After a few weeks of uncertainty, it was announced that the 2011 competition would take place at D.C.’s West Potomac Park. Located between the Lincoln and Jefferson Memorials and near the new Martin Luther King Jr. memorial, the site is technically considered part of the National Mall proper and on paper appears to be a short walk from the original location. And it was certainly preferable to another possible site that had been rumored: the hard-to-access National Harbor.

In execution, however, it was a poor choice of a venue. As I found out in wandering over to the site myself last week, if you weren’t actively looking for the Solar Decathlon, you certainly wouldn’t find it. Remember the 300,000 people that toured the Decathlon homes in 2009? I’m sure the number this year was much lower, and that is a complete shame.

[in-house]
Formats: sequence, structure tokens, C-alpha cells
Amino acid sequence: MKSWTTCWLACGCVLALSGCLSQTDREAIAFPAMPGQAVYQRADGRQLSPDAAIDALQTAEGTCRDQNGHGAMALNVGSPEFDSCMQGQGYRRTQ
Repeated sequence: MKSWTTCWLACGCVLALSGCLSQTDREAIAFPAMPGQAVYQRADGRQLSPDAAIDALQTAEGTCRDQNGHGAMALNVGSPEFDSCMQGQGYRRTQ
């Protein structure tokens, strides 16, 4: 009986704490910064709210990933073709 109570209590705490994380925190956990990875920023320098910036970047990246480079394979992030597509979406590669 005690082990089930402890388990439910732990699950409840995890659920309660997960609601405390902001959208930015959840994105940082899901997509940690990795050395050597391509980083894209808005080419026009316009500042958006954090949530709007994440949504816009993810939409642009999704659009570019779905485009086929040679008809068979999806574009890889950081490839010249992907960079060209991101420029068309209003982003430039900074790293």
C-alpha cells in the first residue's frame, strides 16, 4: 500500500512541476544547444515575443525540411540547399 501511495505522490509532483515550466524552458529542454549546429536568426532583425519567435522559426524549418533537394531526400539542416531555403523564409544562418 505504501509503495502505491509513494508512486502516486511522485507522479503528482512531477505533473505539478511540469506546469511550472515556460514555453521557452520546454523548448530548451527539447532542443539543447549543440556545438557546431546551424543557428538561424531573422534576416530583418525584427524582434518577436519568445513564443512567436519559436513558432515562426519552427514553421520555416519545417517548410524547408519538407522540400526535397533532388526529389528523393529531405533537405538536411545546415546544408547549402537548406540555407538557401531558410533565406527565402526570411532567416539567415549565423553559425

As in years past, the 2011 net-zero homes featured an array of innovation and architectural styles. Appalachian State University’s Solar Homestead featured six outbuilding modules connected by a great porch covered by a trellis of bifacial solar cells. Team New Zealand (Victoria University of Wellington) took inspiration from the traditional New Zealand holiday home (a bach house) and featured an abundance of western red cedar, while Team New Jersey (Rutgers—The State University of New Jersey and New Jersey Institute of Technology) crated its ENJOY house out of precast concrete insulated panels. The house from Parsons the New School for Design and Stevenson Institute of Technology was designed for a specific client, Habitat for Humanity, and will be transported to a site in the D.C. neighborhood of Deanwood, east of the Anacostia river, where it will be joined together with a second house to create a two-family home.